Three containers are placed horizontally over glazed enclosures, with a fourth container placed vertically to form an offset tower. The shorter wing of the station building houses a coffee shop, with the container above being used for storage. The longer wing uses one of its containers to house services for the station, over an open-fronted waiting area where a ticket machine and information board are located, while the second container has had its base removed to form a double height space in an enclosed waiting room area.

Barneveld Noord station. The waiting room area is nearest the camera. Note the chicken on top of the tower. Photo by Alex Hoekerd from Nunspeet, The Netherlands, CC0, via Wikimedia Commons

The 12m tower, meanwhile, houses a toilet at ground level which is accessed from the open-fronted waiting area. Externally the tower sports a clock, instantly and obviously defining the building as a station. Eccentrically, it also sports a weathervane on the roof in the shape of a golden chicken. The branch line on which the station is located was at one time nicknamed the ‘Chicken line’ due to the prevalance of chicken farms in the area. Although the Chicken line has since been rebranded as the Valley line, the golden chicken ties the station to its local history.

The shipping containers are painted black, which gives them a surprisingly smart appearance. Extruded “BARNEVELD NOORD” lettering, attached to the shipping container over the enclosed waiting room, completes the building.

NL Architect’s small but perfect station complements a slightly earlier footbridge over the adjacent main line railway tracks, linking Baarneveld Noord’s platform to a two-storey park and ride car park. Transferium Barneveld-Noord, as the combined car park and footbridge is known, was designed by Netherlands architects wUrck. The steel footbridge features a particularly striking lighting scheme which brings it to life at night.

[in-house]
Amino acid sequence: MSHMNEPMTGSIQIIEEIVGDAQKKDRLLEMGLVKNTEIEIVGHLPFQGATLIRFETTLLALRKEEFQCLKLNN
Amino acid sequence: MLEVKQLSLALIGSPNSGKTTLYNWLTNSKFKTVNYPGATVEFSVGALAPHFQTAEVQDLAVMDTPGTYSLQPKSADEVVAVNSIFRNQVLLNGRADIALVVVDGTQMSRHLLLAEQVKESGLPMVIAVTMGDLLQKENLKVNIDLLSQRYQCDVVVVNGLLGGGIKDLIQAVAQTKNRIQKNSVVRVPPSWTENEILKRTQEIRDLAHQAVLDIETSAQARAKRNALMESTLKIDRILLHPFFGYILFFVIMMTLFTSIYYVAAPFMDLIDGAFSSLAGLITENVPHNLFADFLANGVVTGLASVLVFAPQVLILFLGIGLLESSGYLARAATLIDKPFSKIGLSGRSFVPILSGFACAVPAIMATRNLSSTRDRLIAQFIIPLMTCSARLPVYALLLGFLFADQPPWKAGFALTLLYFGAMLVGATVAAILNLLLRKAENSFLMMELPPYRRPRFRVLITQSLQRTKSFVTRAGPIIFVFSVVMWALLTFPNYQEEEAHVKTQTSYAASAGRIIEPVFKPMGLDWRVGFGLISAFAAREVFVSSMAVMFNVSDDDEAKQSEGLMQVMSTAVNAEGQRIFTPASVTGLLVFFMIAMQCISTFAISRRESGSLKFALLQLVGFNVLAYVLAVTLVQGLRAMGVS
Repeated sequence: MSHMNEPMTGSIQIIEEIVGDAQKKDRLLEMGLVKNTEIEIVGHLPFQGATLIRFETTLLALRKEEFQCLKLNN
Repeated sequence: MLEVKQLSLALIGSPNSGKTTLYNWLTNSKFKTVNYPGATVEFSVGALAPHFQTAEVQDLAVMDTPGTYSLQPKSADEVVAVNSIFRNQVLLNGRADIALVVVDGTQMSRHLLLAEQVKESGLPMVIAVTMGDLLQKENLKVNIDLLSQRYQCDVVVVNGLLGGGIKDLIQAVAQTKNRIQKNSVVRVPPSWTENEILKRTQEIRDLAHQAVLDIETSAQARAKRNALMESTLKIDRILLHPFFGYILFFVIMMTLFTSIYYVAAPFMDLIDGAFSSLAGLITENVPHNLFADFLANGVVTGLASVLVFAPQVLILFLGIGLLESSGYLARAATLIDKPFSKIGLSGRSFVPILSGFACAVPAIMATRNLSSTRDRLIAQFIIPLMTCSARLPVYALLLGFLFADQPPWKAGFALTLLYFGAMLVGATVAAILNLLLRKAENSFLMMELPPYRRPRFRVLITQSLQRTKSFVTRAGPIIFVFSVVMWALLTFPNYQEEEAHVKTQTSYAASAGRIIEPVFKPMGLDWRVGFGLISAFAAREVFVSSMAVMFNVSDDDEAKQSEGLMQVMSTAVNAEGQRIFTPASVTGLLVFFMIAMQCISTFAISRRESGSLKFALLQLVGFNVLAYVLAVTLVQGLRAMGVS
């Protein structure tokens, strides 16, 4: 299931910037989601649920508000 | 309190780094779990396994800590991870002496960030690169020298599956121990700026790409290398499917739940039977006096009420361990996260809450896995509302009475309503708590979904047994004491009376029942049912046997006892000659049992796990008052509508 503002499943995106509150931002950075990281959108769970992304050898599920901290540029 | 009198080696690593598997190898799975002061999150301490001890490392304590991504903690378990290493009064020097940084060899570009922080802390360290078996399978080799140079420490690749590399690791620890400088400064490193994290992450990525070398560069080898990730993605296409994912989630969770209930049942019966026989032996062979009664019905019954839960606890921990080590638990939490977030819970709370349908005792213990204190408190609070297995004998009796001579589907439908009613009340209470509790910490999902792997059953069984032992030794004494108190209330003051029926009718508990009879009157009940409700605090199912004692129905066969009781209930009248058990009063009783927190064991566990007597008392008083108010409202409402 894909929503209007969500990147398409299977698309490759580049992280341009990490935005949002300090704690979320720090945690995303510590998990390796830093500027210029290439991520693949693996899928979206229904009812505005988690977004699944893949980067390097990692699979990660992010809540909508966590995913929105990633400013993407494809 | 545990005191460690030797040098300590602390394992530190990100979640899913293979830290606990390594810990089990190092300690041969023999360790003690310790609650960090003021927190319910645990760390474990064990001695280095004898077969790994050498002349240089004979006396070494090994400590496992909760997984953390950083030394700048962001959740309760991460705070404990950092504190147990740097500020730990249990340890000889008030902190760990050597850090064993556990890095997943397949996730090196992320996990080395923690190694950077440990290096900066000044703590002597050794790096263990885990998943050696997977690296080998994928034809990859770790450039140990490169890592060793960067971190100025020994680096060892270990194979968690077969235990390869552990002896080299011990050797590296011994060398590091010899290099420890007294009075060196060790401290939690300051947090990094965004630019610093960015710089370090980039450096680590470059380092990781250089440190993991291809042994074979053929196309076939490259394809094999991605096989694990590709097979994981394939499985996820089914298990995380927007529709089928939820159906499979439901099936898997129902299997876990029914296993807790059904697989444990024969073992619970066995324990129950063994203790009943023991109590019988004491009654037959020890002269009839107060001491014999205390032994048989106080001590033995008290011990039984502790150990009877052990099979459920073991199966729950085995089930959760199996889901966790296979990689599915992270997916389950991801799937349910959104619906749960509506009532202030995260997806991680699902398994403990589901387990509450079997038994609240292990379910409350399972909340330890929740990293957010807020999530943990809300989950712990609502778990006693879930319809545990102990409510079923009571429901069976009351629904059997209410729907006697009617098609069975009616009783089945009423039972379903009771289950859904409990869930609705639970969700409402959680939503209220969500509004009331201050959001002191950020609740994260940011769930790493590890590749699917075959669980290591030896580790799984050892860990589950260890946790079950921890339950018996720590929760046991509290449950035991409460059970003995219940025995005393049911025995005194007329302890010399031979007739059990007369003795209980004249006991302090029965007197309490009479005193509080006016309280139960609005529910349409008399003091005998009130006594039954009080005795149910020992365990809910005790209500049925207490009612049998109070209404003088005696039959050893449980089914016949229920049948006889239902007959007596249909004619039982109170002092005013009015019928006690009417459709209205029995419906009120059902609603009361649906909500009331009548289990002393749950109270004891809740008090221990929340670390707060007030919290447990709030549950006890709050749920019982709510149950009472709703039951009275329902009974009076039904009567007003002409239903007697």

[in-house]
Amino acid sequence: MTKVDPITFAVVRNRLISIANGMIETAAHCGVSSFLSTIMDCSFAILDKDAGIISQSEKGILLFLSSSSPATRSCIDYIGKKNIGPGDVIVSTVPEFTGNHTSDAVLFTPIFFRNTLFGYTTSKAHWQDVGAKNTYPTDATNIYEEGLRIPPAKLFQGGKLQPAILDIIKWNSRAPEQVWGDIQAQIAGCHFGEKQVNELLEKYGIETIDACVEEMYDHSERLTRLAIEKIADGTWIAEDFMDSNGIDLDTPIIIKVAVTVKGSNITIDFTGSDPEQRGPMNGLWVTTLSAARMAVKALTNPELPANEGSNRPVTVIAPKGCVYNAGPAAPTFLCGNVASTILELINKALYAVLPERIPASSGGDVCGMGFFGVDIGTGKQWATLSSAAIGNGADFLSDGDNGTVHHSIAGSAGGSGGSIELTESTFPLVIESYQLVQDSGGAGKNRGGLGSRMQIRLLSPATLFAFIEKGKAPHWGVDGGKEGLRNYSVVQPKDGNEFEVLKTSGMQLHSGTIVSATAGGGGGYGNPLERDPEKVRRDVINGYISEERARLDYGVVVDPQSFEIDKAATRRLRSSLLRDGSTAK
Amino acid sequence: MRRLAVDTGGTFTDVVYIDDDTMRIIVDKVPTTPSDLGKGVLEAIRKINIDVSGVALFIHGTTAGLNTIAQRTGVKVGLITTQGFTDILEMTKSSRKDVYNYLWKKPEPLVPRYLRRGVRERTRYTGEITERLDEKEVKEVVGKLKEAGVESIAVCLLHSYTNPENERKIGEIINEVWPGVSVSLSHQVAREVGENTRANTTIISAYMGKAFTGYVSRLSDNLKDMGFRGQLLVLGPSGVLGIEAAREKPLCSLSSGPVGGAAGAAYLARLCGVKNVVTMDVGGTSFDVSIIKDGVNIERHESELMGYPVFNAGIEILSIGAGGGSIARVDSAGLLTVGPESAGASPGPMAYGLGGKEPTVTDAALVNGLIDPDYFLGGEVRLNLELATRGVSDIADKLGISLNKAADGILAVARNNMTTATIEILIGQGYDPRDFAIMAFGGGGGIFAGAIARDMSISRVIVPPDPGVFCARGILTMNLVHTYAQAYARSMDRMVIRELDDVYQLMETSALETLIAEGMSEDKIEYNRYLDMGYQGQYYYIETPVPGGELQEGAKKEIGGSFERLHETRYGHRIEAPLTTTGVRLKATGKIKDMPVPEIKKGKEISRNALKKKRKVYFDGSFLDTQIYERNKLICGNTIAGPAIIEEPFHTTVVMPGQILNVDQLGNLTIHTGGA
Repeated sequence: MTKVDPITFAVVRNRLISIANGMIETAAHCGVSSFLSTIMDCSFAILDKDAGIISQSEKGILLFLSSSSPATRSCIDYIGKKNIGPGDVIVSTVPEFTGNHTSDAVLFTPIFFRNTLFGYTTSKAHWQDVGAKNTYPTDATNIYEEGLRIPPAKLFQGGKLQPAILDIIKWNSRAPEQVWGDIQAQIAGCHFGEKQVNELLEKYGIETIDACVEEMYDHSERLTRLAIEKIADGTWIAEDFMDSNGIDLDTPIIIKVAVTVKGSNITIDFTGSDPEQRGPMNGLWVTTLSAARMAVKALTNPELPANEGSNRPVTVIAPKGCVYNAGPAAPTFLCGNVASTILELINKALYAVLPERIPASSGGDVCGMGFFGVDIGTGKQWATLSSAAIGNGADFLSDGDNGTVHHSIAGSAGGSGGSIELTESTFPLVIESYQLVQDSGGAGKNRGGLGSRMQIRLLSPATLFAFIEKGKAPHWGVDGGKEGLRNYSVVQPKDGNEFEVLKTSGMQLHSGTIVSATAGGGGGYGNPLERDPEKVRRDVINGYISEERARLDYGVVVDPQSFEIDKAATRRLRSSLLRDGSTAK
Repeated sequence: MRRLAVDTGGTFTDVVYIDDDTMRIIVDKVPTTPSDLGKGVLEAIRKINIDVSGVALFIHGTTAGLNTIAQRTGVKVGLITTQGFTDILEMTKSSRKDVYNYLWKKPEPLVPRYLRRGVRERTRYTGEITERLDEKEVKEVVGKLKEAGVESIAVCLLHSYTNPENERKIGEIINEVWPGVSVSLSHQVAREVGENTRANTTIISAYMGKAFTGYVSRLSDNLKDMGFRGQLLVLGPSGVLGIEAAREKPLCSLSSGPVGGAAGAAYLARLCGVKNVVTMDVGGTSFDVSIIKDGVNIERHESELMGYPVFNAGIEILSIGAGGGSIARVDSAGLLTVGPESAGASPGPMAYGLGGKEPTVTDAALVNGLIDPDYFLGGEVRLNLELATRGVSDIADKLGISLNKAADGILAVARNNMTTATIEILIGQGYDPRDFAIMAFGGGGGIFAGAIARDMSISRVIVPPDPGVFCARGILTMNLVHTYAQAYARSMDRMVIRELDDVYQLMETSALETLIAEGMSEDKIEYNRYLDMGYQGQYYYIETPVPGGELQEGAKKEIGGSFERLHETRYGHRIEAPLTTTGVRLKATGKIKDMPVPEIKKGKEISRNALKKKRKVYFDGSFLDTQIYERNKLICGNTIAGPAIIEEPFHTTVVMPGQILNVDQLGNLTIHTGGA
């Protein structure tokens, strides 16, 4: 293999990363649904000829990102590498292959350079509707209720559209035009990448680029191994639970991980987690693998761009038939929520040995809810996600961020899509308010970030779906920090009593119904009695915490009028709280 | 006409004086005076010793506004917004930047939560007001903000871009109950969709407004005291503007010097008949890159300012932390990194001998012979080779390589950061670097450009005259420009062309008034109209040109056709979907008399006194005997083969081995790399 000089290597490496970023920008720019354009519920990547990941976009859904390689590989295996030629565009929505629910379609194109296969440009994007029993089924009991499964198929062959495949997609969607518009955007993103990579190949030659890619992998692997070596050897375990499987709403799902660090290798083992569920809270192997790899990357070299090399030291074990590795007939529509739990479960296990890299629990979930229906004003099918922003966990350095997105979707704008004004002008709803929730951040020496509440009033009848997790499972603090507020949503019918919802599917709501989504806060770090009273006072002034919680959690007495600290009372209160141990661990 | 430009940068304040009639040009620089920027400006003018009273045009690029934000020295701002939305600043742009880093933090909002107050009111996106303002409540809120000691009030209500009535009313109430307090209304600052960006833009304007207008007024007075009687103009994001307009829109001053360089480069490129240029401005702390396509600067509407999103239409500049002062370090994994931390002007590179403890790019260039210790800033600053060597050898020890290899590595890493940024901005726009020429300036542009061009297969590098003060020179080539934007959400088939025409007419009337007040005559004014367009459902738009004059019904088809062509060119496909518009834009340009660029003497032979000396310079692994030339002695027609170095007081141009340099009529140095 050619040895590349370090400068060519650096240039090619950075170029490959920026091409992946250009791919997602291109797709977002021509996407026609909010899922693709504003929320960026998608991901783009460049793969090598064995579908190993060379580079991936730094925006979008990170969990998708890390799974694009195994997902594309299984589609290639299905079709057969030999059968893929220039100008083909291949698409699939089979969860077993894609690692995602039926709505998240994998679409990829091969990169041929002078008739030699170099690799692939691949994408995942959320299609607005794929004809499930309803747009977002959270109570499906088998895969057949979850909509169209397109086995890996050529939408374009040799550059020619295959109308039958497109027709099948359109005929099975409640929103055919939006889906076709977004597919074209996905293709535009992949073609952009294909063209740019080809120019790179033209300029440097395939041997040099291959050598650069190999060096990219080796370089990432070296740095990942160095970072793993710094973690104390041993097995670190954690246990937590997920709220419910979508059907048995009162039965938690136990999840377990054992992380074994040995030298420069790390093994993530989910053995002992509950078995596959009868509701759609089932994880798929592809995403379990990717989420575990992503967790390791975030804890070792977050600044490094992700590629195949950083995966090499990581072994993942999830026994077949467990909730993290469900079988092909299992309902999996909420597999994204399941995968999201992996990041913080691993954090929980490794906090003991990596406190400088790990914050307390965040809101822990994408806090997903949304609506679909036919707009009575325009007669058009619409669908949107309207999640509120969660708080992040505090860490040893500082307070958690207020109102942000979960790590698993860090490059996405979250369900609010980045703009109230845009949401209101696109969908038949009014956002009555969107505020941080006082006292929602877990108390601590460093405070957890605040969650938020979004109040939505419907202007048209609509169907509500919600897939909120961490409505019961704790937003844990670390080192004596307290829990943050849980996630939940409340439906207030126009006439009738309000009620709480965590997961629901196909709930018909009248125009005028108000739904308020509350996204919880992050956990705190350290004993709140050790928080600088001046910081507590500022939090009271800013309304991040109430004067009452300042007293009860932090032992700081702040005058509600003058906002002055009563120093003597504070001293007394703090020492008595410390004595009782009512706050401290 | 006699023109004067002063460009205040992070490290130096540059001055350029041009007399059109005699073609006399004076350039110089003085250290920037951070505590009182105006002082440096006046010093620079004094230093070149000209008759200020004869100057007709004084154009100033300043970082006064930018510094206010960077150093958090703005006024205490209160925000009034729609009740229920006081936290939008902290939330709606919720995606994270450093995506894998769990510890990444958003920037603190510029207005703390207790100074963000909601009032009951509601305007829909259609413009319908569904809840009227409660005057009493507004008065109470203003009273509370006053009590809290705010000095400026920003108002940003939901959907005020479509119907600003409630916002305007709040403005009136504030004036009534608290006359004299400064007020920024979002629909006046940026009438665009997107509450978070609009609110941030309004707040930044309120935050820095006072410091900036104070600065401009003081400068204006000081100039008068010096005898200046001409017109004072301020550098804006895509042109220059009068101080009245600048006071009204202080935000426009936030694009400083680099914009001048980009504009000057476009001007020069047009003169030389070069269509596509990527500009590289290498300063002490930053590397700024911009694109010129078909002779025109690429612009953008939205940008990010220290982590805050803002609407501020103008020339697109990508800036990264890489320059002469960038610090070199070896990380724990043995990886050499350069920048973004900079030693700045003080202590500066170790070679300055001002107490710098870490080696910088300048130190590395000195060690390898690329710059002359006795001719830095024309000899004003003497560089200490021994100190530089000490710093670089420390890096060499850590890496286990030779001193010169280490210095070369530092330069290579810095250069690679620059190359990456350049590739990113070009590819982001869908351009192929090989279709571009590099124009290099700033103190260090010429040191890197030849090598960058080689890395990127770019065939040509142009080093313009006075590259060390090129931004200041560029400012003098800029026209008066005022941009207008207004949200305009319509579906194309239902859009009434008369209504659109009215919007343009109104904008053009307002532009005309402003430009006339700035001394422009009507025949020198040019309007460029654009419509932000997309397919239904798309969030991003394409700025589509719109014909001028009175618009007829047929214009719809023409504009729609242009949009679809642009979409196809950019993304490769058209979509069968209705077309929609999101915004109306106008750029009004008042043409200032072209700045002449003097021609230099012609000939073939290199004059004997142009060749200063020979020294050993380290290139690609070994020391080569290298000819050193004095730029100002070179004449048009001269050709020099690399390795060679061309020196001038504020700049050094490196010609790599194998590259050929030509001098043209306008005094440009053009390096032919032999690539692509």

The footbridge of Transferium Barneveld-Noord, showing off wUrck’s lighting design. Photo by Casper Zoethout from Nijmegen , netherlands, CC BY-SA 2.0, via Wikimedia Commons

How to find Barneveld Noord station

Click here for The Beauty of Transport‘s map of featured locations

Bibliography and further reading

ISO 668 is the international standard for shipping container sizes and weights. I don’t think there’s a particular standard for railway station building shipping containers though.

NL Architects’ project page for Barneveld Noord station

wUrst’s project page for Transferium Barneveld-Noord

Reading Borough Council’s webpage for the Reading West station project

Perry Barr station rebuild, a story in three parts:

Some more information from West Midlands Combined Authority on the initial version of Perry Barr’s new station building

Some more information from West Midlands Combined Authority on the grey box version of Perry Barr’s new station building

Some more information from West Midlands Combined Authority on the hurriedly redesigned version of Perry Barr’s new station building

…and any source linked to in the text of the article above.

6 thoughts on “ISO 668 (Barneveld Noord station, The Netherlands)

  1. Very interesting reading. I have seen beautiful and utilitarian uses of intermodal containers in Berlin and Oslo. The re-design of the Reading West station has resulted in something rather drab in my opinion.